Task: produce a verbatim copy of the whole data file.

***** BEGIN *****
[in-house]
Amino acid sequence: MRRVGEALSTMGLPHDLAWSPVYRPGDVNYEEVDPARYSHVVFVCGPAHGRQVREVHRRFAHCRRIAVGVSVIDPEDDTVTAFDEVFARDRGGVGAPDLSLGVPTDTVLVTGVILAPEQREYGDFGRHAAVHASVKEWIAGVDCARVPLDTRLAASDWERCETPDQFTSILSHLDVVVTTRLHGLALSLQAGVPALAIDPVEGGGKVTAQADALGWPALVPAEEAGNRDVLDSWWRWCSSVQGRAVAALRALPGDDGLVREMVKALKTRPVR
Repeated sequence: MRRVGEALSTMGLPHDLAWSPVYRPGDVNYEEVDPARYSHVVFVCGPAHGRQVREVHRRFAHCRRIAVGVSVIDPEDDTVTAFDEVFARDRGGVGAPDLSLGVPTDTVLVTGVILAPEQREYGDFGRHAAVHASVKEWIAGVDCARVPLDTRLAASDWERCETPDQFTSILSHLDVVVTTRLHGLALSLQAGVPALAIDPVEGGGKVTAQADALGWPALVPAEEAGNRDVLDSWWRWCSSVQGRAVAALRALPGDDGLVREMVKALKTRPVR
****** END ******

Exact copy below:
[in-house]
Amino acid sequence: MRRVGEALSTMGLPHDLAWSPVYRPGDVNYEEVDPARYSHVVFVCGPAHGRQVREVHRRFAHCRRIAVGVSVIDPEDDTVTAFDEVFARDRGGVGAPDLSLGVPTDTVLVTGVILAPEQREYGDFGRHAAVHASVKEWIAGVDCARVPLDTRLAASDWERCETPDQFTSILSHLDVVVTTRLHGLALSLQAGVPALAIDPVEGGGKVTAQADALGWPALVPAEEAGNRDVLDSWWRWCSSVQGRAVAALRALPGDDGLVREMVKALKTRPVR
Repeated sequence: MRRVGEALSTMGLPHDLAWSPVYRPGDVNYEEVDPARYSHVVFVCGPAHGRQVREVHRRFAHCRRIAVGVSVIDPEDDTVTAFDEVFARDRGGVGAPDLSLGVPTDTVLVTGVILAPEQREYGDFGRHAAVHASVKEWIAGVDCARVPLDTRLAASDWERCETPDQFTSILSHLDVVVTTRLHGLALSLQAGVPALAIDPVEGGGKVTAQADALGWPALVPAEEAGNRDVLDSWWRWCSSVQGRAVAALRALPGDDGLVREMVKALKTRPVR